Here’s a recipe, or as close as possible since I was free-styling it that morning.
The night before, take out of the fridge your sourdough starter (see my feature “Taming the Wild Yeast“). Transfer to a clean bowl and mix in the hootch (dark liquid on top) if you like more assertive sourdough flavors; pour off the hootch if you don’t. You’ll need about 1 cup of starter. Stir in about 2 cups of unbleached AP flour and 1 cup tepid, filtered water. Covered with a cloth and let ferment overnight.
The next morning, about an hour before serving, remove about 3/4 cup of the sourdough sponge, feed it a little more flour and water, and then return it to the fridge. Over the sponge left in the bowl, sprinkle evenly about 1 1/2 cups of flour, 1~2 tablespoons sugar, 1 teaspoon salt, and 3/4 teaspoon baking soda. Stir to bring together the dough, then turn it out onto a floured board. Knead gently, working in just enough additional flour to keep the dough from from sticking too much. The softer the dough, the better, so work quickly and keep your hands floured. I prefer to leave just a bit of stickiness; it makes for less perfect-looking muffins, but they’re super tender. You shouldn’t knead the dough more than 2 or 3 minutes.
CUTTING & RESTING
Pat the dough to 3/4-inch thick and cut with a sharp, floured biscuit cutter. (A dull cutter or a glass rim will seal the edges and prevent good height.) Sprinkle a sheet pan with cornmeal. Transfer the muffin rounds to the sheet pan with an off-set spatula, making sure to leave space between them, and then sprinkle the tops of the muffins evenly with cornmeal. Cover with a cloth and let rise 45-60 minutes.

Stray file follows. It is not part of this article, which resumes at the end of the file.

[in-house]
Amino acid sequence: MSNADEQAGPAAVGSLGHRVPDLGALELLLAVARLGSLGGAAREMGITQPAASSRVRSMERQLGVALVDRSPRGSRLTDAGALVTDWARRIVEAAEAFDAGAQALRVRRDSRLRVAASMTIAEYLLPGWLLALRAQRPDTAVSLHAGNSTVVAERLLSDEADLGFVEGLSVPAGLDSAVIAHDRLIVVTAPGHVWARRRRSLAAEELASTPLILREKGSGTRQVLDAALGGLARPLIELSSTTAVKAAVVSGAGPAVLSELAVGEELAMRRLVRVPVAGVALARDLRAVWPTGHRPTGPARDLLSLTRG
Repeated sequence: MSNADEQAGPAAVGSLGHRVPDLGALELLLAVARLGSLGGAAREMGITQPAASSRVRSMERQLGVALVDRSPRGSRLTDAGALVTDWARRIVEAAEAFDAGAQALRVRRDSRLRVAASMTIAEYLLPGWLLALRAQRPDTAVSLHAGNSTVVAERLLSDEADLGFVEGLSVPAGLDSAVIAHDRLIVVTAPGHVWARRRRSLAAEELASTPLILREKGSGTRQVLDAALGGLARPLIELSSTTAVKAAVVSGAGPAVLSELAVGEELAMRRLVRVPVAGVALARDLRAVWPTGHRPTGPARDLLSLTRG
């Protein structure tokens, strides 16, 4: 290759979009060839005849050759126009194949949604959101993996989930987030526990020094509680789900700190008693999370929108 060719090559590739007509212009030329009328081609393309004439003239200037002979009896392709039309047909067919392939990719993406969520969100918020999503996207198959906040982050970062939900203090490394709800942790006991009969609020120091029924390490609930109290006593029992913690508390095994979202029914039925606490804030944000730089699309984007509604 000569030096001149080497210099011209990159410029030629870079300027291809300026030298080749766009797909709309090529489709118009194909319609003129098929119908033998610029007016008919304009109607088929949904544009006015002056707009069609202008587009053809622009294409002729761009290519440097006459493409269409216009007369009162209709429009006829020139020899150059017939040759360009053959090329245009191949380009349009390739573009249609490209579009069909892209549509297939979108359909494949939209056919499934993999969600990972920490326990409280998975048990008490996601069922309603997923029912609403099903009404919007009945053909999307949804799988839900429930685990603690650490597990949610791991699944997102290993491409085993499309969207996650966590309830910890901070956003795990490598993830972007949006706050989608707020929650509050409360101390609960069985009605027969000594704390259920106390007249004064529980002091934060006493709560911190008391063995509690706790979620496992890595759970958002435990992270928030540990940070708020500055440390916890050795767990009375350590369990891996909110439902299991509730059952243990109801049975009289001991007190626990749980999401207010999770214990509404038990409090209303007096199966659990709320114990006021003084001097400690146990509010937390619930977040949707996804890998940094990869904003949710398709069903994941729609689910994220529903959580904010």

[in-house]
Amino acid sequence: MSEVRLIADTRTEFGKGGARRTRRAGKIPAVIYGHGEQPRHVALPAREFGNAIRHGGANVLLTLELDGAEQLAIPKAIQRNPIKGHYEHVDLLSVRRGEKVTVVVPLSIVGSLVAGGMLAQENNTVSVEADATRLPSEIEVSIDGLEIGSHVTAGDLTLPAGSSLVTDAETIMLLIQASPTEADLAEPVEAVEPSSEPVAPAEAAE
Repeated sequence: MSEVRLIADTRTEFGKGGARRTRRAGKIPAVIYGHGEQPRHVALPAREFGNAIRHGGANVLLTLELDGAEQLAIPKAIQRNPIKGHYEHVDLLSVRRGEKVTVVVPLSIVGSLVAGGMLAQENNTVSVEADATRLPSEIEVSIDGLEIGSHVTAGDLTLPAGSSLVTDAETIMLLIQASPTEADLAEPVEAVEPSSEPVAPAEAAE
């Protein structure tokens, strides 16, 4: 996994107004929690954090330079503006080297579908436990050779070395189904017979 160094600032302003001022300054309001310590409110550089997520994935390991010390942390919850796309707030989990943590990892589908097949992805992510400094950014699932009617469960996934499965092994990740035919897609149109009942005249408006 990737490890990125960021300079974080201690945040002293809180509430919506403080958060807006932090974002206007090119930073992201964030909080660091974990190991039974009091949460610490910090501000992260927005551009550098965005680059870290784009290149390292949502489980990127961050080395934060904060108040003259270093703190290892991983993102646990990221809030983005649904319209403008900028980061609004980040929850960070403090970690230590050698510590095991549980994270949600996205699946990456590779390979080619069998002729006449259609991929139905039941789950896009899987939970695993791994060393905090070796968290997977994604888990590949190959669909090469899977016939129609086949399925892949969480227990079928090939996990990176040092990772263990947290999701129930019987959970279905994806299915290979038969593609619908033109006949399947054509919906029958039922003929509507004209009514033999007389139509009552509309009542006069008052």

Heat a cast-iron skillet or griddle over high until very hot. Brush lightly with oil, and then transfer the muffins carefully to the pan. Immediately reduce the heat to medium. Cook until golden brown, 3 to 4 minutes on each side, rotating as needed for even cooking. The high initial heat will provide the spring needed to form all those lovely nooks and crannies before the gluten sets. Cooking entirely over medium or low heat will give you thin, flat muffins, which some people (like my dad) love. I prefer the thicker, softer ones.
To cool, transfer to a rack for a crisp exterior. Brush out any scorched cornmeal, coat pan again with oil, and return to high heat. Repeat with remaining muffin rounds.
They freeze well. You can cut them in half before you freeze them for easier toasting, but they’ll dry out more readily in the freezer. If you want, you can poke a wooden skewer laterally around the equator for splitting with a fork later.
P.S. To make inexpensive molds, you can eat 4 cans’ worth of tuna, remove both the top and bottom of each can, wash well, and then use them for holding thin doughs. They also make perfect molds for the eggs that go into the muffin sandwiches. Yum.
Related: Taming the Wild Yeast